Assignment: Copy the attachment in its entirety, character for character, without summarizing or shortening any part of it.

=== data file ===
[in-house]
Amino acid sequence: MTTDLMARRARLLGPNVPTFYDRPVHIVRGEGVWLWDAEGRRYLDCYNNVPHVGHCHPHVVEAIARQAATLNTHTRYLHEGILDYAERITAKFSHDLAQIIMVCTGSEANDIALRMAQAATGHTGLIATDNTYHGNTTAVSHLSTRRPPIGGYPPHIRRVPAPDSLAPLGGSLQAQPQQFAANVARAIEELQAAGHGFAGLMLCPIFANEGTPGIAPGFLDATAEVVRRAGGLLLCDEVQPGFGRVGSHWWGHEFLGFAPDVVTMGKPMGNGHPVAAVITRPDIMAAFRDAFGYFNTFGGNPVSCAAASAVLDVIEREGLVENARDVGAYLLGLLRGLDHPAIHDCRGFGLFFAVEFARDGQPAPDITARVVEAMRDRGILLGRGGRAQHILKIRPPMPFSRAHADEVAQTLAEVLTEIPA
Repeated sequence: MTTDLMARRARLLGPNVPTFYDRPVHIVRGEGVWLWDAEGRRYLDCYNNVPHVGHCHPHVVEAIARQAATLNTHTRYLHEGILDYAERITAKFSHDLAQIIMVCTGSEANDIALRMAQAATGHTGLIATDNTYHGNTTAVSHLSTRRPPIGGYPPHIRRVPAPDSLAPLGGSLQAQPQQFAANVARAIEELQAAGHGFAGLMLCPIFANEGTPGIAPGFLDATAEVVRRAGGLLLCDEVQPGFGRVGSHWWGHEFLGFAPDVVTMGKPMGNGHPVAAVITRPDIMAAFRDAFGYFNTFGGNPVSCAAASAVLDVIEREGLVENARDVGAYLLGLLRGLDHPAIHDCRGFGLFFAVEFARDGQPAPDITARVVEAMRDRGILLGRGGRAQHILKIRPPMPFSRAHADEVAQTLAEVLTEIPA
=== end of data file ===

[in-house]
Amino acid sequence: MTTDLMARRARLLGPNVPTFYDRPVHIVRGEGVWLWDAEGRRYLDCYNNVPHVGHCHPHVVEAIARQAATLNTHTRYLHEGILDYAERITAKFSHDLAQIIMVCTGSEANDIALRMAQAATGHTGLIATDNTYHGNTTAVSHLSTRRPPIGGYPPHIRRVPAPDSLAPLGGSLQAQPQQFAANVARAIEELQAAGHGFAGLMLCPIFANEGTPGIAPGFLDATAEVVRRAGGLLLCDEVQPGFGRVGSHWWGHEFLGFAPDVVTMGKPMGNGHPVAAVITRPDIMAAFRDAFGYFNTFGGNPVSCAAASAVLDVIEREGLVENARDVGAYLLGLLRGLDHPAIHDCRGFGLFFAVEFARDGQPAPDITARVVEAMRDRGILLGRGGRAQHILKIRPPMPFSRAHADEVAQTLAEVLTEIPA
Repeated sequence: MTTDLMARRARLLGPNVPTFYDRPVHIVRGEGVWLWDAEGRRYLDCYNNVPHVGHCHPHVVEAIARQAATLNTHTRYLHEGILDYAERITAKFSHDLAQIIMVCTGSEANDIALRMAQAATGHTGLIATDNTYHGNTTAVSHLSTRRPPIGGYPPHIRRVPAPDSLAPLGGSLQAQPQQFAANVARAIEELQAAGHGFAGLMLCPIFANEGTPGIAPGFLDATAEVVRRAGGLLLCDEVQPGFGRVGSHWWGHEFLGFAPDVVTMGKPMGNGHPVAAVITRPDIMAAFRDAFGYFNTFGGNPVSCAAASAVLDVIEREGLVENARDVGAYLLGLLRGLDHPAIHDCRGFGLFFAVEFARDGQPAPDITARVVEAMRDRGILLGRGGRAQHILKIRPPMPFSRAHADEVAQTLAEVLTEIPA